Kansas City Plastic Surgeon
4.5 out of 5 stars 28 reviews

Breast Lifting Techniques?

+1

Thank you for the question and pictures.

Your pictures demonstrate breast hypoplasia and asymmetric breast ptosis.  it is possible that you will do well with circumareola mastopexy surgery only;  however, this can only be determined accurately after direct physical examination and a thorough discussion of your goals.

I would caution you to make sure you make decisions based on achieving your final goals (with attention to factors such as breast contour and longevity of  results) as opposed to simply minimizing scars.  Educate yourself about the pros and cons of each type of procedure and select a plastic surgeon that can demonstrate a significant experience with the variety of breast augmentation/breast lifting  operations available.

Best wishes.

Web reference: http://www.poustiplasticsurgery.com/Procedures/Procedure_breastLiftAug.htm

San Diego Plastic Surgeon
5.0 out of 5 stars 628 reviews

Augmentation No Lift

+1

In your photos your nipples point slightly up and I doubt they are below the level of your breast fold. You have some minor areolar asymmetry but if it does not bother you and your nipples are high enough, I would avoid a Benelli lift. Your breast have deflated with loss of volume. Augmentation with gel implants placed through an inframammary incision should produce a nice result for you without the added risks of poor areolar scarring or widening  and a large implant could be used. Because of your thin skin, I would use silicone gel breast implants.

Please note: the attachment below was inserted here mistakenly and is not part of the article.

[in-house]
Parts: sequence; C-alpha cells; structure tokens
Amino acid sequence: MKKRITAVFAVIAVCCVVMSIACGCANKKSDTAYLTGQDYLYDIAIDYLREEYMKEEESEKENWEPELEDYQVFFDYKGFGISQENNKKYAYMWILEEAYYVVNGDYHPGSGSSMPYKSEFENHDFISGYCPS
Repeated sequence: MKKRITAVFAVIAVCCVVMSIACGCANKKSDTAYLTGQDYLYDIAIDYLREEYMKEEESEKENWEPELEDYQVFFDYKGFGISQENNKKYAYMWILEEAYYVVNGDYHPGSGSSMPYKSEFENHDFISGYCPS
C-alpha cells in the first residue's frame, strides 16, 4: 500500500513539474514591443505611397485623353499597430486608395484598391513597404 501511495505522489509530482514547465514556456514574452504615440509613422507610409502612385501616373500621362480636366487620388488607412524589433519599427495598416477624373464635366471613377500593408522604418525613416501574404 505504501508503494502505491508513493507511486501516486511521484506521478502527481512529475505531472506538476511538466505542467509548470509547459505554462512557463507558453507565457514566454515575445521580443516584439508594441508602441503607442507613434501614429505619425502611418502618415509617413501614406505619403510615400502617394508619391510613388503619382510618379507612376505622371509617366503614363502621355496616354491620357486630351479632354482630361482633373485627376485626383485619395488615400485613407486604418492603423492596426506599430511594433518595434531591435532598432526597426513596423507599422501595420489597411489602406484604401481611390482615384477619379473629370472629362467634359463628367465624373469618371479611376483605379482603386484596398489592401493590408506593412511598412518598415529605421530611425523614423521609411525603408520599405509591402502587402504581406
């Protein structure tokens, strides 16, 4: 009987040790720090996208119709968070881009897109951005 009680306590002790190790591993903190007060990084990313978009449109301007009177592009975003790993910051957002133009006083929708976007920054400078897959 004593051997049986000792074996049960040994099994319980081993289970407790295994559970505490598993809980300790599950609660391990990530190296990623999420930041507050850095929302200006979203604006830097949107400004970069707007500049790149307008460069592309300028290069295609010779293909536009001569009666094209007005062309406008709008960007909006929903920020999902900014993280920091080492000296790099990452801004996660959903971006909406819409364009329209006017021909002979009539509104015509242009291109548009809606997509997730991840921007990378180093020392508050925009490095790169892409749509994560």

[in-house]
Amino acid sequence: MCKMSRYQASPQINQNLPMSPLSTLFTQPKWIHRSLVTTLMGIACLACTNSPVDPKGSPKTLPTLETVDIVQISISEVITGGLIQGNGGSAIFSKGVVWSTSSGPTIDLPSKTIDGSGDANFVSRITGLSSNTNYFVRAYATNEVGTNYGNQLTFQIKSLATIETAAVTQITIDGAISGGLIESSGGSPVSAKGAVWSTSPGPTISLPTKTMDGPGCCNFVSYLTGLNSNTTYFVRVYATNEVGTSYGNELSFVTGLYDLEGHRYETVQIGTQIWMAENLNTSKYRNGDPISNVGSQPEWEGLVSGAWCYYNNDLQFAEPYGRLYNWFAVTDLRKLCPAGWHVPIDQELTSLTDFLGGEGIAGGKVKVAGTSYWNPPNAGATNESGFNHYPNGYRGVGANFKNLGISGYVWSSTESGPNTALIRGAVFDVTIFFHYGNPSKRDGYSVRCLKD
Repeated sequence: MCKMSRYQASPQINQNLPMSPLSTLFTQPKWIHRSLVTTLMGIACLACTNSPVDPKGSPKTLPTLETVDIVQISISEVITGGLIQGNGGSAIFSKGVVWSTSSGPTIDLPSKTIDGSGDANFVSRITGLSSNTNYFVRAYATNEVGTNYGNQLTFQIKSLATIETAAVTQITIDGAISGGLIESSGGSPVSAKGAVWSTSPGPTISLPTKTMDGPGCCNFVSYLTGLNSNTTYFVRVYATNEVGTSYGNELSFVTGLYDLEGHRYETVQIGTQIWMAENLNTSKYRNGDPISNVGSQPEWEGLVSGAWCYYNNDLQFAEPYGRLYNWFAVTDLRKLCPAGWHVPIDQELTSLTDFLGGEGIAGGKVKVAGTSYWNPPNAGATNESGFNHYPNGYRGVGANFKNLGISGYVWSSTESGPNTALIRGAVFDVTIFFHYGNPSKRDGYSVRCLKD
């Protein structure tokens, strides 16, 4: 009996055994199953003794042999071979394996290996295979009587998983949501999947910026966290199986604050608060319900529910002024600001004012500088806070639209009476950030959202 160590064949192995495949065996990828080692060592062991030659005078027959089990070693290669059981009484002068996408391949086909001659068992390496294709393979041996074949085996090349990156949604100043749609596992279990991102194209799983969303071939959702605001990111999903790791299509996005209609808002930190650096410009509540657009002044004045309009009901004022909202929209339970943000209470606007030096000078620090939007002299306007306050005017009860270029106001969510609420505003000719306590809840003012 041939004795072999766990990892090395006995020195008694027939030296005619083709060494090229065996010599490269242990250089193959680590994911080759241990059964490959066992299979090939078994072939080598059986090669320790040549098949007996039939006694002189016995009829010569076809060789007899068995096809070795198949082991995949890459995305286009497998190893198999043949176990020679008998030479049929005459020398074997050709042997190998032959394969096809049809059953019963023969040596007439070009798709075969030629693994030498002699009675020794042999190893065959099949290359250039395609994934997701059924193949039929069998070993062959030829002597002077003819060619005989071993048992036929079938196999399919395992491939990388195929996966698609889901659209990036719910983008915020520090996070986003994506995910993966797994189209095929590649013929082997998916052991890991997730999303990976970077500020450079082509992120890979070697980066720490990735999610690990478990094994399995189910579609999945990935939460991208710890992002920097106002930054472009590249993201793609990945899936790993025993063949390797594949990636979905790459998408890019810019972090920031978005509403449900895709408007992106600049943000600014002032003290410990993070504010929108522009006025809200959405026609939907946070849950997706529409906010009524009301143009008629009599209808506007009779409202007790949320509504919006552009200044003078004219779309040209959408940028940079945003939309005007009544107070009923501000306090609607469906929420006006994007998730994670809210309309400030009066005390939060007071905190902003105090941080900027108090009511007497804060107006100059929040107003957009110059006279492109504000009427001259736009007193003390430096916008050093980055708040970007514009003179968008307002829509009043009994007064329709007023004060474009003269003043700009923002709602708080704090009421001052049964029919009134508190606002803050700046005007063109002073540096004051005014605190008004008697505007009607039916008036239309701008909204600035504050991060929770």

Indianapolis Plastic Surgeon
5.0 out of 5 stars 7 reviews

Benelli lift with silicone implants for breast droopiness (ptosis)

+1

Based on your photos, I actually think that you are an ideal candidate for a duel plane augmentation with a benelli lift since you do have glandular ptosis with a reasonably positioned nipple areola complex. Combining these two procedures would eliminate the pseudo-ptosis, slightly diminish the skin envelope and minimize the contact between the breast and the upper abdomen. It would also slightly diminish the size of the nipple areola which may be reasonable/desired in your case. (n.b. I personally prefer to use smooth silicone prosthesis in cases such as yours).  

Web reference: http://www.delucaplasticsurgery.com/breast-augmentation-albany-ny/

Albany Plastic Surgeon
5.0 out of 5 stars 90 reviews

These answers are for educational purposes and should not be relied upon as a substitute for medical advice you may receive from your physician. If you have a medical emergency, please call 911. These answers do not constitute or initiate a patient/doctor relationship.